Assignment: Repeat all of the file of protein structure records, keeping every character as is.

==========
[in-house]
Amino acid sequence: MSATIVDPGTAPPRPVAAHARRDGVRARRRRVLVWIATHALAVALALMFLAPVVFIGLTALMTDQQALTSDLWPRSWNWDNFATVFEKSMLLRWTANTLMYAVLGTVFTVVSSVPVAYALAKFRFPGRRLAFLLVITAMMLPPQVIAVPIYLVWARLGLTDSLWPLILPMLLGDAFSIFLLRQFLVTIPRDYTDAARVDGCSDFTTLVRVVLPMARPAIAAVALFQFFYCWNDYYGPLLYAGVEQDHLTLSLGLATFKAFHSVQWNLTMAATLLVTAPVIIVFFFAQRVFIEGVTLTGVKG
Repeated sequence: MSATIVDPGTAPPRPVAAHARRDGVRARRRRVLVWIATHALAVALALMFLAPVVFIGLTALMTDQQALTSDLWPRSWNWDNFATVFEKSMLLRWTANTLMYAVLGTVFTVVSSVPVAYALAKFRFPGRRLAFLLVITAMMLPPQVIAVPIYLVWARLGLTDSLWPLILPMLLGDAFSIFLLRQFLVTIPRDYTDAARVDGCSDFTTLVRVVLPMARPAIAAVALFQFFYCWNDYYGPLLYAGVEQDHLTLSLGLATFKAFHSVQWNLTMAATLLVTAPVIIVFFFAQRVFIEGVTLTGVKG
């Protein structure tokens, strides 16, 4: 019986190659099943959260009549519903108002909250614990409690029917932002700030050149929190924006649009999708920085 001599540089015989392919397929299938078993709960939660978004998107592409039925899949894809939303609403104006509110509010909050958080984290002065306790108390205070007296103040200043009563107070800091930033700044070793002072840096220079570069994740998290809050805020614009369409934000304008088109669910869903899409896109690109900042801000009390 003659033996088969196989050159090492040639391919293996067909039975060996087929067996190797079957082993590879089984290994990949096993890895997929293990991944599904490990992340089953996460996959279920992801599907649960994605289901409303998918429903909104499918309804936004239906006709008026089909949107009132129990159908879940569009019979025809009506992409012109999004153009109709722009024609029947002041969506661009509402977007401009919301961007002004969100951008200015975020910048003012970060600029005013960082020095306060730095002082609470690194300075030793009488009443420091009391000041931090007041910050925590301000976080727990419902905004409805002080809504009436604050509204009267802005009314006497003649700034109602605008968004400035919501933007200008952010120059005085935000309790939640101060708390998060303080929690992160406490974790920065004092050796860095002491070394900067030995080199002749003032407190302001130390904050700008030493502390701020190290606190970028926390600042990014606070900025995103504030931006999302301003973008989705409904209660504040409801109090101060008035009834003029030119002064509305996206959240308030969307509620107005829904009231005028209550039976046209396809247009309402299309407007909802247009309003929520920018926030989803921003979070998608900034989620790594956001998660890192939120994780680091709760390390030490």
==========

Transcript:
[in-house]
Amino acid sequence: MSATIVDPGTAPPRPVAAHARRDGVRARRRRVLVWIATHALAVALALMFLAPVVFIGLTALMTDQQALTSDLWPRSWNWDNFATVFEKSMLLRWTANTLMYAVLGTVFTVVSSVPVAYALAKFRFPGRRLAFLLVITAMMLPPQVIAVPIYLVWARLGLTDSLWPLILPMLLGDAFSIFLLRQFLVTIPRDYTDAARVDGCSDFTTLVRVVLPMARPAIAAVALFQFFYCWNDYYGPLLYAGVEQDHLTLSLGLATFKAFHSVQWNLTMAATLLVTAPVIIVFFFAQRVFIEGVTLTGVKG
Repeated sequence: MSATIVDPGTAPPRPVAAHARRDGVRARRRRVLVWIATHALAVALALMFLAPVVFIGLTALMTDQQALTSDLWPRSWNWDNFATVFEKSMLLRWTANTLMYAVLGTVFTVVSSVPVAYALAKFRFPGRRLAFLLVITAMMLPPQVIAVPIYLVWARLGLTDSLWPLILPMLLGDAFSIFLLRQFLVTIPRDYTDAARVDGCSDFTTLVRVVLPMARPAIAAVALFQFFYCWNDYYGPLLYAGVEQDHLTLSLGLATFKAFHSVQWNLTMAATLLVTAPVIIVFFFAQRVFIEGVTLTGVKG
């Protein structure tokens, strides 16, 4: 019986190659099943959260009549519903108002909250614990409690029917932002700030050149929190924006649009999708920085 001599540089015989392919397929299938078993709960939660978004998107592409039925899949894809939303609403104006509110509010909050958080984290002065306790108390205070007296103040200043009563107070800091930033700044070793002072840096220079570069994740998290809050805020614009369409934000304008088109669910869903899409896109690109900042801000009390 003659033996088969196989050159090492040639391919293996067909039975060996087929067996190797079957082993590879089984290994990949096993890895997929293990991944599904490990992340089953996460996959279920992801599907649960994605289901409303998918429903909104499918309804936004239906006709008026089909949107009132129990159908879940569009019979025809009506992409012109999004153009109709722009024609029947002041969506661009509402977007401009919301961007002004969100951008200015975020910048003012970060600029005013960082020095306060730095002082609470690194300075030793009488009443420091009391000041931090007041910050925590301000976080727990419902905004409805002080809504009436604050509204009267802005009314006497003649700034109602605008968004400035919501933007200008952010120059005085935000309790939640101060708390998060303080929690992160406490974790920065004092050796860095002491070394900067030995080199002749003032407190302001130390904050700008030493502390701020190290606190970028926390600042990014606070900025995103504030931006999302301003973008989705409904209660504040409801109090101060008035009834003029030119002064509305996206959240308030969307509620107005829904009231005028209550039976046209396809247009309402299309407007909802247009309003929520920018926030989803921003979070998608900034989620790594956001998660890192939120994780680091709760390390030490």